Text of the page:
Pete Cater continues to care passionately that big band music is sustainable and properly represented in the ever more diverse contemporary music scene. Not for him collaborations with ersatz crooners or bizarre fusions of diametrically opposed and often incompatible styles,

"Like trying to play tennis with a golf club, it makes about as much sense sometimes. What I’m about is looking at what made big band music great in the first place, hanging on to those core values and placing them in a relevant and up-to-date context".

Now, thanks to the influence of the internet, Pete is gathering considerable momentum in territories the band has yet to visit, in particular the USA and Japan, a near perfect juxtaposition of modern technology being utilized to promote a truly classic musical genre.

Internet links:







Selected discography:

Pete Cater Big Band, "The Right Time" (Vocalion)

Pete Cater Big Band, "Upswing" (Vocalion)

Pete Cater Big Band, "Playing With Fire" (Jazzizit)

Matthew Herbert, "Goodbye Swingtime" (Accidental)

Spike Robinson "The CTS Session" (Hep)

Sheena Davies, "Smile" (Jazzizit)

The Best of British Jazz, "Abbey Road Sessions" (Vocalion)





From outside the UK call (+44) 207 924 4778

Within the UK 0207 924 4778 or 07831 419958


Copyright Pete Cater 2008










The unforgettable music made famous by the legendary

Buddy Rich (1917-1987)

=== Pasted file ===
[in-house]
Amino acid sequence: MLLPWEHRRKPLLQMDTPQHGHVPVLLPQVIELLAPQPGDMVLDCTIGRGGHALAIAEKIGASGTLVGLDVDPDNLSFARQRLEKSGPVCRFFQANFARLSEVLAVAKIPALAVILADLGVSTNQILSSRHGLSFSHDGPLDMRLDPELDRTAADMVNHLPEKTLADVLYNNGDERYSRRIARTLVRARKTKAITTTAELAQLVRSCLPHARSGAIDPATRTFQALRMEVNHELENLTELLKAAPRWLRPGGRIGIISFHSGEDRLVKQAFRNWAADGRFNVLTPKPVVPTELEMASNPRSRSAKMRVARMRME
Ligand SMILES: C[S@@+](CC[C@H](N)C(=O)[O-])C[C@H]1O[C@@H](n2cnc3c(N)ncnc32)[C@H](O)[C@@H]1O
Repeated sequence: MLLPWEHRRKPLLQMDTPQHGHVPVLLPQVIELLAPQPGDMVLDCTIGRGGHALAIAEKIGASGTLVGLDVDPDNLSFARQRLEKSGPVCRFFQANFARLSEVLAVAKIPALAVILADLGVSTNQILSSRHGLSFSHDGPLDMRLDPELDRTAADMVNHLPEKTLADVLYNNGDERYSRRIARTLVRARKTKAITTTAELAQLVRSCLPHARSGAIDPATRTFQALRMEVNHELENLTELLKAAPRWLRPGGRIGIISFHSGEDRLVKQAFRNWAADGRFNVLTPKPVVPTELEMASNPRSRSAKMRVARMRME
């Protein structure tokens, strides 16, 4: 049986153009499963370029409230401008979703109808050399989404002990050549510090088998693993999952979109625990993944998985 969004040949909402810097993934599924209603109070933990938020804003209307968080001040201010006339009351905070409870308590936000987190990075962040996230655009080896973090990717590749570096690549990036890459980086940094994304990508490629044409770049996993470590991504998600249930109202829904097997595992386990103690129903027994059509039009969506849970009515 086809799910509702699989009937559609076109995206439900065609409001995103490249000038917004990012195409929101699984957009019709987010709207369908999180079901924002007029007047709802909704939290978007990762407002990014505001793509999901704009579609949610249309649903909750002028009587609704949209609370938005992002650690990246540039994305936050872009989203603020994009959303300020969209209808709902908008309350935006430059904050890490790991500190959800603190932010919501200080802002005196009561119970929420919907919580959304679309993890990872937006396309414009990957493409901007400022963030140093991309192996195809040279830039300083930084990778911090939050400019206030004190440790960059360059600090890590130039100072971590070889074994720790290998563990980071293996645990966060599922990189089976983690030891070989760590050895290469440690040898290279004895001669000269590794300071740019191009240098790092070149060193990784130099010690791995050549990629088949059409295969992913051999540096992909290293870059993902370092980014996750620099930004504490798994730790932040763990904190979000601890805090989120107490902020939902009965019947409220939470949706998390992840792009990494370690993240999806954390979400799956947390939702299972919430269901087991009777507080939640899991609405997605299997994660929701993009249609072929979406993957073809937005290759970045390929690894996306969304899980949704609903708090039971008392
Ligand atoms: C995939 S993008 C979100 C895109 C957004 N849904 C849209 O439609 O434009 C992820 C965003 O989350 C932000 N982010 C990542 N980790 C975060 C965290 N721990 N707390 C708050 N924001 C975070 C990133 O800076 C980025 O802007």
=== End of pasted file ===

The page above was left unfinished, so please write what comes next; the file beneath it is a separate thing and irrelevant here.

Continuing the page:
Superbly re-created by The Pete Cater Big Band

September 2007 marked the ninetieth anniversary of the birth of one of the true giants of jazz: drummer and bandleader Buddy Rich.

To celebrate, award-winning British drummer Pete Cater played a special one-off concert at Cadogan Hall, London. Such was the success of this event that Pete and his big band will be doing a limited number of special appearances commemorating the master drummer. The concerts will feature virtually all the best-remembered and most frequently requested items from Rich’s repertoire, and is a rare opportunity to hear the music played live, exactly as it was intended to sound.

Expect to hear "West Side Story", "Love for Sale", "Norwegian Wood" and much more of the unforgettable music made famous by arguably the most successful big band of the 60s, 70s and 80s. This could easily be said to be the ultimate challenge for any drummer, but Pete Cater is more than up to the task.

Rich was recognized as a virtuoso from a very early age and became a lauded product of the swing era; that unique phase in 20th century popular music where virtuosity and popularity went side by side in a manner not seen before or since.

Initially influenced by the founding fathers of swing drumming, Gene Krupa, Chick Webb, Jo Jones and Sid Catlett, Rich took key elements of all of these players and emerged as possibly the most outstanding drummer of the big band era.

Long after the period had become just a memory, Rich re-invigorated his career when, in 1966; a time when big bands had become musical dinosaurs, he formed the band for which he is best remembered and with which he, single handedly, introduced the sound to a whole new generation. With an exciting band of talented young musicians, he shunned nostalgia and pastiche and played music that was up to date and of its time. Coupled with his own breathtaking virtuosity at the kit, the music of Buddy Rich continued to enhance the genre of big band jazz worldwide, throughout the 1960s and 70s until his untimely death in 1987.